Welcome to the new website of the Index of Christian Art. Our updated and more user-friendly design preserves many of the things researchers have counted on finding here: information about our history, holdings, and hours; additional image resources; news about events and publications, including the annual journal Studies in Iconography; and a link to our online database. However, it now also includes updated information about our staff and their projects, new information about our resources and services, and periodic blog posts on topics of interest to a range of medievalist researchers.
Our website redesign, created by our Technology Manager Jon Niola with content input from several of our research staff, represents only one of several initiatives under way at the Index this year. The most important to external researchers will be a total revamp of our venerable online database to allow for a friendlier design, more flexible, intuitive searches, and easier access to information and images. We hope to put this into place in time for the Index’s centennial in 2017. Other initiatives include the inauguration of Index Workshops, in which faculty and students in the department of Art & Archaeology at Princeton can join with Index and area scholars to workshop papers and publications in progress, and the revival of the well-known Index Conference Series, which reboots on April 29 with a one-day conference titled “Plus Ça Change? The Lives and Afterlives of Medieval Iconography.”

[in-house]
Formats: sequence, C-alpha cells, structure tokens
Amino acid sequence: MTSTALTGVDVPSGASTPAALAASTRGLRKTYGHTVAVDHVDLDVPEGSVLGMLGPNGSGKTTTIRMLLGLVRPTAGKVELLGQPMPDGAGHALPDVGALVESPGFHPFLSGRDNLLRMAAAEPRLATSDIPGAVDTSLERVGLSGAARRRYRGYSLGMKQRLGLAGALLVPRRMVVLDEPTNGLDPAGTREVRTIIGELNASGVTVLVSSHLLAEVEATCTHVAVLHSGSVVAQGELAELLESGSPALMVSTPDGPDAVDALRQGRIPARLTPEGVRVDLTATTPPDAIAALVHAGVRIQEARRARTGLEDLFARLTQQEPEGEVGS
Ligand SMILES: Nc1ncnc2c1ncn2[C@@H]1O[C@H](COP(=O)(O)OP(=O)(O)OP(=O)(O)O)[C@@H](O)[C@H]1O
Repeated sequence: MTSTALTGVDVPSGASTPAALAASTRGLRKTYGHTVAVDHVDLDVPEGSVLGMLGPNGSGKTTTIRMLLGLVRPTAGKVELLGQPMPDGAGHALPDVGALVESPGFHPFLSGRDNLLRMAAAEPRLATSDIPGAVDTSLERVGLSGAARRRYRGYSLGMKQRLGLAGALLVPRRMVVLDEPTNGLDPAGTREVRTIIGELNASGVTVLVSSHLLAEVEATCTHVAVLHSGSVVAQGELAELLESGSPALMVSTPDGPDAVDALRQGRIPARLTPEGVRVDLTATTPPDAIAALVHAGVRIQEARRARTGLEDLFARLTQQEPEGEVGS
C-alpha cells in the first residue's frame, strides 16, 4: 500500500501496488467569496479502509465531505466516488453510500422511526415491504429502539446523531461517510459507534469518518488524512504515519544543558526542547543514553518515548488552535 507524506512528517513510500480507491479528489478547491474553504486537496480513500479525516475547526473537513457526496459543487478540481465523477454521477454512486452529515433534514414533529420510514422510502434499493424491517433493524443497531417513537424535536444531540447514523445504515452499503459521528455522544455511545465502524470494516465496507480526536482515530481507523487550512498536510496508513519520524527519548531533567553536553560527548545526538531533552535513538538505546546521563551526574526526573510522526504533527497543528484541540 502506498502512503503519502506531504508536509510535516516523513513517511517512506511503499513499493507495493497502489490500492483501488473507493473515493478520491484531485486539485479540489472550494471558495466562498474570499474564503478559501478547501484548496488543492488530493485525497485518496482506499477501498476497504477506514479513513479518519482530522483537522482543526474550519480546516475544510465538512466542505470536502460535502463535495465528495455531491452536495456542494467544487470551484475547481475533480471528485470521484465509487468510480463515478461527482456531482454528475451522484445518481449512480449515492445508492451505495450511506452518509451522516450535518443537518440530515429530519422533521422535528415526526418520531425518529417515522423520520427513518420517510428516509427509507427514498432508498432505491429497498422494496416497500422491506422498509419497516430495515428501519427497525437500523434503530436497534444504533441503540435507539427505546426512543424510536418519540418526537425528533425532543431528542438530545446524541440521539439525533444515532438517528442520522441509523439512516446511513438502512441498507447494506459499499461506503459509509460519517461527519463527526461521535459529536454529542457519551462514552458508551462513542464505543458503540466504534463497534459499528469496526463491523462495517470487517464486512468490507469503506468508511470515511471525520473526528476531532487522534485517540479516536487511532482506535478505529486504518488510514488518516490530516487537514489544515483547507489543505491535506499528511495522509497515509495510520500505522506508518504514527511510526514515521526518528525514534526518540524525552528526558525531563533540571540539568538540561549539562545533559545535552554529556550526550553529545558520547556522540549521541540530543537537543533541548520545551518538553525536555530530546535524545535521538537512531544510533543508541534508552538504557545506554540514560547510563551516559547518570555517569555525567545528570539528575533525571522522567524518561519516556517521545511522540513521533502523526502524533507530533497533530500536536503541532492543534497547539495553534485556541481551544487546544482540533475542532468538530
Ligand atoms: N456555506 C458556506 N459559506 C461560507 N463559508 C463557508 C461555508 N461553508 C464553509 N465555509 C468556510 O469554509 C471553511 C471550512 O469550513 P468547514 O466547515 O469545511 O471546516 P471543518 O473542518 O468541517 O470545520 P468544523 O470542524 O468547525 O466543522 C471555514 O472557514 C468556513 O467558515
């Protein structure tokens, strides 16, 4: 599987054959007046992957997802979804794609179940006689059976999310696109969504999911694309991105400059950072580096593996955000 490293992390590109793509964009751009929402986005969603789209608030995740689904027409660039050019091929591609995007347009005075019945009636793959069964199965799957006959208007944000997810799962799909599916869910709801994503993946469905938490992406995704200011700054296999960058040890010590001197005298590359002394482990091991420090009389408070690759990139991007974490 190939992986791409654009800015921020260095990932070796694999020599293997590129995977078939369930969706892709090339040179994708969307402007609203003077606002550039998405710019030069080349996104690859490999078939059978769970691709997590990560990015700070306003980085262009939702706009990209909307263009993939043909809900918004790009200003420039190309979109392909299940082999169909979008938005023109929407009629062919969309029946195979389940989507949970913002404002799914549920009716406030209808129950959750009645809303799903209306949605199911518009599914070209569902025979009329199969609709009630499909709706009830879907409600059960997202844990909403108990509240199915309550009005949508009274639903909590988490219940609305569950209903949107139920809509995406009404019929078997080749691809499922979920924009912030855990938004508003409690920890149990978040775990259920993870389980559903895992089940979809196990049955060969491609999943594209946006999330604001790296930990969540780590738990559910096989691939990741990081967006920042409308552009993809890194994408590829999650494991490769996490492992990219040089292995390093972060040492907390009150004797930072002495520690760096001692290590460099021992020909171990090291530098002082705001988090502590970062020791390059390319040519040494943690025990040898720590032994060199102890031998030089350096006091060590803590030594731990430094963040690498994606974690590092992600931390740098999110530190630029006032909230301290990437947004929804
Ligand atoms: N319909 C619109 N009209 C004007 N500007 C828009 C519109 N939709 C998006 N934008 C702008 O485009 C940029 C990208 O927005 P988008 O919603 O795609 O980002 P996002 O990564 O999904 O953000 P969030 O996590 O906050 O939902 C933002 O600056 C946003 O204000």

We would like to think that our technological updates would please St. Isidore of Seville (ca. 560-636), who in 1997 was nominated by Pope John Paul II to become patron saint of the Internet. Bishop of Seville for over thirty years, the learned Isidore richly deserves the honor: his most famous work, the 20-volume Etymologiae, attempted to summarize all human knowledge in the manner of Classical scholars. Its scope ranges from theology and the liberal arts to medicine, animals, and daily life, offering the reader a plethora of surprising and sometimes colorful details about such topics as the causes of an eclipse, the behavior of ants, and the names of various women’s garments. Its wide use and continued importance throughout the Middle Ages can be judged by its countless citations (dare we call them re-tweets?) in works by medieval authors, including such luminaries as Dante, Chaucer, Bocaccio, and Petrarch. Isidore of Seville is represented by 28 records in the Index, both in the database and physical card file; he is often shown writing busily at a lectern, as in the late twelfth-century Aberdeen Bestiary (Aberdeen University Library, MS. 24, fol. 81r). Further subject references to Isidore can be found under, “Clergy, Bishop: Isidore of Seville” and “Scribe, Male: Isidore of Seville.”